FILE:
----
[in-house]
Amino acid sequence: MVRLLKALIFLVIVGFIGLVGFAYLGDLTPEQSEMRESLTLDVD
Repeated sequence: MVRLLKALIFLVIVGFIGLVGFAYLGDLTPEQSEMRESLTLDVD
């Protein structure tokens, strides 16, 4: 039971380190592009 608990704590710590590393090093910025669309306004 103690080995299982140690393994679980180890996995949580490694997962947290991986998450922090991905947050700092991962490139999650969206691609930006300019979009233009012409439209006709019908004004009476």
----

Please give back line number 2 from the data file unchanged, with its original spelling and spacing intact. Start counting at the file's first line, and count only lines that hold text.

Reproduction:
Amino acid sequence: MVRLLKALIFLVIVGFIGLVGFAYLGDLTPEQSEMRESLTLDVD